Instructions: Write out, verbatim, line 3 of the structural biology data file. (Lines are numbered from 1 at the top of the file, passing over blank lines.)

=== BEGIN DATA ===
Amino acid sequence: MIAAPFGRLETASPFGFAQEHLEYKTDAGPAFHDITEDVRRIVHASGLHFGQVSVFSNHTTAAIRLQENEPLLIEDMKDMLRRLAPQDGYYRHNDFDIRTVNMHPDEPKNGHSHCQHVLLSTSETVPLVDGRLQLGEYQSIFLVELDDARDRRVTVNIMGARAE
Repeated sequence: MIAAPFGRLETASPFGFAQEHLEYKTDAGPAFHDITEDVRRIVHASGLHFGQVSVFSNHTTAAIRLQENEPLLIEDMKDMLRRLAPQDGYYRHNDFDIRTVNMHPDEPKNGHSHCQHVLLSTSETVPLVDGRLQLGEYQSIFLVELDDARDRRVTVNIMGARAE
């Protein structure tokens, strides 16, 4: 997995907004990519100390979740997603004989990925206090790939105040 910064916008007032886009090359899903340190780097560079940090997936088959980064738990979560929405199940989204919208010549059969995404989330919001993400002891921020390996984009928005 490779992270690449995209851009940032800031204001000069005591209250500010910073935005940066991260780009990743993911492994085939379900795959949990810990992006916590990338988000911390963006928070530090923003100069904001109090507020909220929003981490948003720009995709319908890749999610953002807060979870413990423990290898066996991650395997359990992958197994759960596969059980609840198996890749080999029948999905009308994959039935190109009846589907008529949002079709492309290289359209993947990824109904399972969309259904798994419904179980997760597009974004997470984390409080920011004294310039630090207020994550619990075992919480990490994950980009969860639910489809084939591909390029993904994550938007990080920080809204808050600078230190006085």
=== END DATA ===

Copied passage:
């Protein structure tokens, strides 16, 4: 997995907004990519100390979740997603004989990925206090790939105040 910064916008007032886009090359899903340190780097560079940090997936088959980064738990979560929405199940989204919208010549059969995404989330919001993400002891921020390996984009928005 490779992270690449995209851009940032800031204001000069005591209250500010910073935005940066991260780009990743993911492994085939379900795959949990810990992006916590990338988000911390963006928070530090923003100069904001109090507020909220929003981490948003720009995709319908890749999610953002807060979870413990423990290898066996991650395997359990992958197994759960596969059980609840198996890749080999029948999905009308994959039935190109009846589907008529949002079709492309290289359209993947990824109904399972969309259904798994419904179980997760597009974004997470984390409080920011004294310039630090207020994550619990075992919480990490994950980009969860639910489809084939591909390029993904994550938007990080920080809204808050600078230190006085």